And so the drumbeat for me these days is the never-ending sorrow for those whose lives were so dramatically and tragically changed. I've talked this week to a woman whose husband was on the 86th floor. They had a two-year-old daughter back then, and they were expecting another child.
There was mourning, of course, but with two kids to raise, Jill (that's her name) had little time to wallow. We've chronicled her life before, but now, for this 10th anniversary, we look at how her life has changed - and how her children have grown.
It's an amazing story, in part because how close-to-the-surface the pain still is, but also because of how the kids have grown up. Time passes and changes both everything, and nothing.
I watched Jill's kids and thought of how my own children have changed since that dark day back in 2001. And how they've grown up - my son now taller than me, and my daughter about to head to college this week. And my two-year-old, learning to use the potty. Nothing is stagnant.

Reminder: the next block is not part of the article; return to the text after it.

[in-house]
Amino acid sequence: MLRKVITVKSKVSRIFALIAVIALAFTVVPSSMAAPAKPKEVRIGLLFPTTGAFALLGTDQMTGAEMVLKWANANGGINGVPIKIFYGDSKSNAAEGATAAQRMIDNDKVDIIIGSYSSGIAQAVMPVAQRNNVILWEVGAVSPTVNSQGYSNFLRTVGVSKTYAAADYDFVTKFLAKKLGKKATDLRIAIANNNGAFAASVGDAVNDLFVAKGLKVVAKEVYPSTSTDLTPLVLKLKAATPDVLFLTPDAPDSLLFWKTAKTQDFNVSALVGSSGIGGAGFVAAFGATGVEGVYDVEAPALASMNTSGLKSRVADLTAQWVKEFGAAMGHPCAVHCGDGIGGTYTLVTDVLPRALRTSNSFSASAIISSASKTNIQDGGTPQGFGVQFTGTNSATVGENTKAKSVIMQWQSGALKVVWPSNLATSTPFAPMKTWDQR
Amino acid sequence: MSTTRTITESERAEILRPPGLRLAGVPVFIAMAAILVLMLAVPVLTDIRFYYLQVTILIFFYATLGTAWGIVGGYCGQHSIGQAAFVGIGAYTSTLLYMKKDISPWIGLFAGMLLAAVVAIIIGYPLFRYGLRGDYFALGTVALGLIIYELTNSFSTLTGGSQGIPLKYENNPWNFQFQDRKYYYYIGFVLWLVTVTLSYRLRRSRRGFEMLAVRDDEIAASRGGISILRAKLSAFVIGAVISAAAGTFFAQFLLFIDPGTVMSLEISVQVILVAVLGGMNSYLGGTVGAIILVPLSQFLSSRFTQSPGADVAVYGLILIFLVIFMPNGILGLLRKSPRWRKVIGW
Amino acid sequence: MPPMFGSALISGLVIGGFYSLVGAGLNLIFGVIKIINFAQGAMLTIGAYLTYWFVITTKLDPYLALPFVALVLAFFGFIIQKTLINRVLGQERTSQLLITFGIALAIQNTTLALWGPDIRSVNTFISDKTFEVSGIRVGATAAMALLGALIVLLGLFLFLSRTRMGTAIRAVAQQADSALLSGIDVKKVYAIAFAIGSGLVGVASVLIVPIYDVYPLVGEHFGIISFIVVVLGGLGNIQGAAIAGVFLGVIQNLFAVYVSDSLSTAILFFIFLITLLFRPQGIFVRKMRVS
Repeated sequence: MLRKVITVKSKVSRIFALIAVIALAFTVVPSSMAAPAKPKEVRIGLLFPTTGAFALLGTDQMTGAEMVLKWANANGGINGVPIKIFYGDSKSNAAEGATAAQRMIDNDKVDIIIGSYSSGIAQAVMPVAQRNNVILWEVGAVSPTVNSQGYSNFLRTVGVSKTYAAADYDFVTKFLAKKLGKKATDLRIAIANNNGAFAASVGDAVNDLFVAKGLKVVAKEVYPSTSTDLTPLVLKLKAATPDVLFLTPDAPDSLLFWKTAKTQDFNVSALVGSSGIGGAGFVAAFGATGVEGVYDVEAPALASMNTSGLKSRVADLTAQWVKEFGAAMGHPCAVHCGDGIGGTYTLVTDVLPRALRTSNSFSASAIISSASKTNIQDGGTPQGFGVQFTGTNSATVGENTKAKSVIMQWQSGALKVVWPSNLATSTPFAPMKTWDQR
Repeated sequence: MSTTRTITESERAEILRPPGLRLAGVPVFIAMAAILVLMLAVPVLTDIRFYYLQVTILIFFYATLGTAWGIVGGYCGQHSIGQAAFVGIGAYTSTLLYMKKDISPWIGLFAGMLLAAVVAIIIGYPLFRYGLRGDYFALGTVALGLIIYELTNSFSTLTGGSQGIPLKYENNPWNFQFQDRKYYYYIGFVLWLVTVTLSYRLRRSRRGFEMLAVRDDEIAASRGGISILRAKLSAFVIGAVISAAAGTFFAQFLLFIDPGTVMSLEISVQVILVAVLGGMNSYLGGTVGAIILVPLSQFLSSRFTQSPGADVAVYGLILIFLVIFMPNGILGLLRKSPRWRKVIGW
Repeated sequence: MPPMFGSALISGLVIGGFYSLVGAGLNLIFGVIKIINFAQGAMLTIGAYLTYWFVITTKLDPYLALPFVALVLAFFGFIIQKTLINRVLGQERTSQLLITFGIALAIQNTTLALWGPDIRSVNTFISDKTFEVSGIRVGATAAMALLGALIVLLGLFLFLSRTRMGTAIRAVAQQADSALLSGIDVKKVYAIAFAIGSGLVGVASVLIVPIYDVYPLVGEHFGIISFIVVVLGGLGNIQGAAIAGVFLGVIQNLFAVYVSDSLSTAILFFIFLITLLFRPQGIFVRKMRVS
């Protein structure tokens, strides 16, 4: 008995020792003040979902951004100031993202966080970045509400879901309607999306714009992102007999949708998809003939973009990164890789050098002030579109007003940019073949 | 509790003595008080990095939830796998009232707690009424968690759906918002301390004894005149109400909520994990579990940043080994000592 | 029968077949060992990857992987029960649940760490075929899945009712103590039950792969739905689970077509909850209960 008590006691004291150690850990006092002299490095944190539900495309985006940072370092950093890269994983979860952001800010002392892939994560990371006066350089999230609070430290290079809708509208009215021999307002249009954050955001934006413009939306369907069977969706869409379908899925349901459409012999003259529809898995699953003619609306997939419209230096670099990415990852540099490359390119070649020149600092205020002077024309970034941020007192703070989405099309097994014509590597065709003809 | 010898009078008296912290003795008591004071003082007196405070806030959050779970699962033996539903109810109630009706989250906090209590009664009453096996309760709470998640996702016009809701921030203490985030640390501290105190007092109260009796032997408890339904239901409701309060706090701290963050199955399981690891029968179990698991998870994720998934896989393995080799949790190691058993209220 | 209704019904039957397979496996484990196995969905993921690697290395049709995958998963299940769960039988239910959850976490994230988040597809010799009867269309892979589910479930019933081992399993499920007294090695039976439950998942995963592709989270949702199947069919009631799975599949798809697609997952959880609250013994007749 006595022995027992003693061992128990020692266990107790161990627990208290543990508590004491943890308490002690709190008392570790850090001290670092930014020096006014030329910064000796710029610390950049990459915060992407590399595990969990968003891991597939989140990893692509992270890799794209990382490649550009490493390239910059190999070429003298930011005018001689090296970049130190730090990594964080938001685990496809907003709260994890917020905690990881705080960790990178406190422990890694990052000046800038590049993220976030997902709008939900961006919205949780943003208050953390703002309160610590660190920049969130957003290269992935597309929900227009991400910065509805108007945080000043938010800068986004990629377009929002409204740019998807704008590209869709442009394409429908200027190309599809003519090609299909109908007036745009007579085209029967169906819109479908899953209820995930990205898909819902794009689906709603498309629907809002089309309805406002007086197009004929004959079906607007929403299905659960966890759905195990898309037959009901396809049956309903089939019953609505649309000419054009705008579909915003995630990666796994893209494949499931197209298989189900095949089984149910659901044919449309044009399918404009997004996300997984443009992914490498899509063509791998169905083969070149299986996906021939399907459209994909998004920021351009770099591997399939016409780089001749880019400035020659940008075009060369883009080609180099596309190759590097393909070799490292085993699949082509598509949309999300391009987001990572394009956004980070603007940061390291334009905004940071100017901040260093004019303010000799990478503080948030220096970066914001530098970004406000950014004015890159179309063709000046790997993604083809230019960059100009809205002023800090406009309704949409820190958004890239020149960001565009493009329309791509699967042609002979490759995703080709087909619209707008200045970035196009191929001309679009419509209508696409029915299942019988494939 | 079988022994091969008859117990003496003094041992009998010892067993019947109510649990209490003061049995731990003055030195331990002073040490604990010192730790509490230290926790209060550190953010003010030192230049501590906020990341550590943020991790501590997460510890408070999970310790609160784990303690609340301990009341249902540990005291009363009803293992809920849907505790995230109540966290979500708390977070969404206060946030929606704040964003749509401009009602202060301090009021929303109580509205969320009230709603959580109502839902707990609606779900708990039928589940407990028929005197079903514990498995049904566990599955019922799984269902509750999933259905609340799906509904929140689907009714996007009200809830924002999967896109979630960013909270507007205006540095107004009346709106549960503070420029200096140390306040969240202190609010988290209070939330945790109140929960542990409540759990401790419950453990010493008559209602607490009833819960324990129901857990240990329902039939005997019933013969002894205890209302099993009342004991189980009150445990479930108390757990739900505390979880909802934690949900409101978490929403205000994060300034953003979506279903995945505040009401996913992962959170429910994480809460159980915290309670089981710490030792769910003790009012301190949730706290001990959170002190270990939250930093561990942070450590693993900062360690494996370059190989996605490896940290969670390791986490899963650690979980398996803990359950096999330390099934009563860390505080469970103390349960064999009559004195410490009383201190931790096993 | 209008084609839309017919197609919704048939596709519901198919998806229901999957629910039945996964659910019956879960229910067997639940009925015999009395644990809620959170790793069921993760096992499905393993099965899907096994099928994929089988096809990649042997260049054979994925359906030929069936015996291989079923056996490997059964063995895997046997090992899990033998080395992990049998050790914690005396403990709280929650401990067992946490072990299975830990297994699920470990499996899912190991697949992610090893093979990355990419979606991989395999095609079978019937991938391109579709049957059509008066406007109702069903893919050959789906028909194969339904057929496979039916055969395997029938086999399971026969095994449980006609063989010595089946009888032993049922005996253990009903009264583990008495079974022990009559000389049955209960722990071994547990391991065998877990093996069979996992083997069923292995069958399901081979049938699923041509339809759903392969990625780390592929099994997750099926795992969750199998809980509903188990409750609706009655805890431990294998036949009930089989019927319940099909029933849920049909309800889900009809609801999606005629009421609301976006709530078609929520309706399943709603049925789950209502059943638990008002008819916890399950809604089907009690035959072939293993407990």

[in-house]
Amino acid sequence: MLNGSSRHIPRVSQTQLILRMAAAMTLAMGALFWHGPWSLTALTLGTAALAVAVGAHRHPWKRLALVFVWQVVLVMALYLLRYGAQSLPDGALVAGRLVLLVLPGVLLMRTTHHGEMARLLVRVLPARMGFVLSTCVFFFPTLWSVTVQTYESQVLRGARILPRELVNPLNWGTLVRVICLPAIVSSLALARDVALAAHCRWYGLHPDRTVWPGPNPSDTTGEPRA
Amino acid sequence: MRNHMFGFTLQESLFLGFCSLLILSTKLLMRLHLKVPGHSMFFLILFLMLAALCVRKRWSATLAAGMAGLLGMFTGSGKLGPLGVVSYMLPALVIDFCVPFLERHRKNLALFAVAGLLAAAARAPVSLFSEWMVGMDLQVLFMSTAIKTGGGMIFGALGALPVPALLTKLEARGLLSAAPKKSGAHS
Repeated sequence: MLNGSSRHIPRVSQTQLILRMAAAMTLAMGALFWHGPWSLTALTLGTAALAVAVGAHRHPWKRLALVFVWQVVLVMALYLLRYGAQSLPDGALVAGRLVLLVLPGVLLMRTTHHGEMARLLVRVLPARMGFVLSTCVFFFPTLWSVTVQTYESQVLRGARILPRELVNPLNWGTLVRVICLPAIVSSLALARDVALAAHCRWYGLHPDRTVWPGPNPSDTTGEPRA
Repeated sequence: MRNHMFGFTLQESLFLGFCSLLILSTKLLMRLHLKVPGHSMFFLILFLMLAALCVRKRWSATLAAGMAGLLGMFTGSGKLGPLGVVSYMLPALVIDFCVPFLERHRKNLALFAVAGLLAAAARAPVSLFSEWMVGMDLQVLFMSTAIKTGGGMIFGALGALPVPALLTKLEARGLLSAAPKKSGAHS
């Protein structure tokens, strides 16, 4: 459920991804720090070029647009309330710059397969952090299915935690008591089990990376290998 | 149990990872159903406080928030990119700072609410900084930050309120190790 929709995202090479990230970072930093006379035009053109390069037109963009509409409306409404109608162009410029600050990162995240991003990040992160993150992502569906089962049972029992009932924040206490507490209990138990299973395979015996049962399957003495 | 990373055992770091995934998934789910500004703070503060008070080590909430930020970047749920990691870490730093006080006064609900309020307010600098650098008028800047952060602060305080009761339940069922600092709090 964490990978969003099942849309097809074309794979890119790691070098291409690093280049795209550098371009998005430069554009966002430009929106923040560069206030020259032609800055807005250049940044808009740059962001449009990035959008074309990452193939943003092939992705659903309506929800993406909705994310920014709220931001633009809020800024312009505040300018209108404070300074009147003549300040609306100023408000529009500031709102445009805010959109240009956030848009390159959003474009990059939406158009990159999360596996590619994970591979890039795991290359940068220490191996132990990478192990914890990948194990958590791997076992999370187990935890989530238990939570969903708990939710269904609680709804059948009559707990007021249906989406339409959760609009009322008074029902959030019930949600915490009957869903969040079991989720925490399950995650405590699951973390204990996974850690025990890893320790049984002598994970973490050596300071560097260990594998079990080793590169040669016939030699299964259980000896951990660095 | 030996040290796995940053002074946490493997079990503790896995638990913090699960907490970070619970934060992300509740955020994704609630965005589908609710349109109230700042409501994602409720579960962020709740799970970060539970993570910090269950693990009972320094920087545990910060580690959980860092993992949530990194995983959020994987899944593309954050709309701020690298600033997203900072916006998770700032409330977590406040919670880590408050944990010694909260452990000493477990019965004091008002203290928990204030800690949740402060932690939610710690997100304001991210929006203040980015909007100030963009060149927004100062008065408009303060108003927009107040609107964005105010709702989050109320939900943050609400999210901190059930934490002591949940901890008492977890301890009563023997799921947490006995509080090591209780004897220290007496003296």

Today I interviewed former Fire Commissioner Tom Von Essen, the one public official who, I think, has suffered more than any other because of 9-11. His department had by far the largest number of fatalities - 343 - and they included his best friends and his top chiefs. The best and the brightest of the FDNY - gone in a flash. It was an emotional interview because Tom will forever be haunted and consumed by this tragedy. He didn't go out and make a fortune as a 9-11 expert and consultant. He didn't seek the spotlight or run for office or exploit what happened. He has just tried to keep his firefighters' memories alive, and mend his own broken heart.
And so that's the backbeat for me at least as we prepare tonight's 11 p.m. newscast.
We'll have any breaking news of the night, plus Meteorologist Jeff Smith's AccuWeather forecast (he's in for Lee Goldberg) and Rob Powers with the night's sports. I hope you can join Sade Baderwina and me, tonight at 11.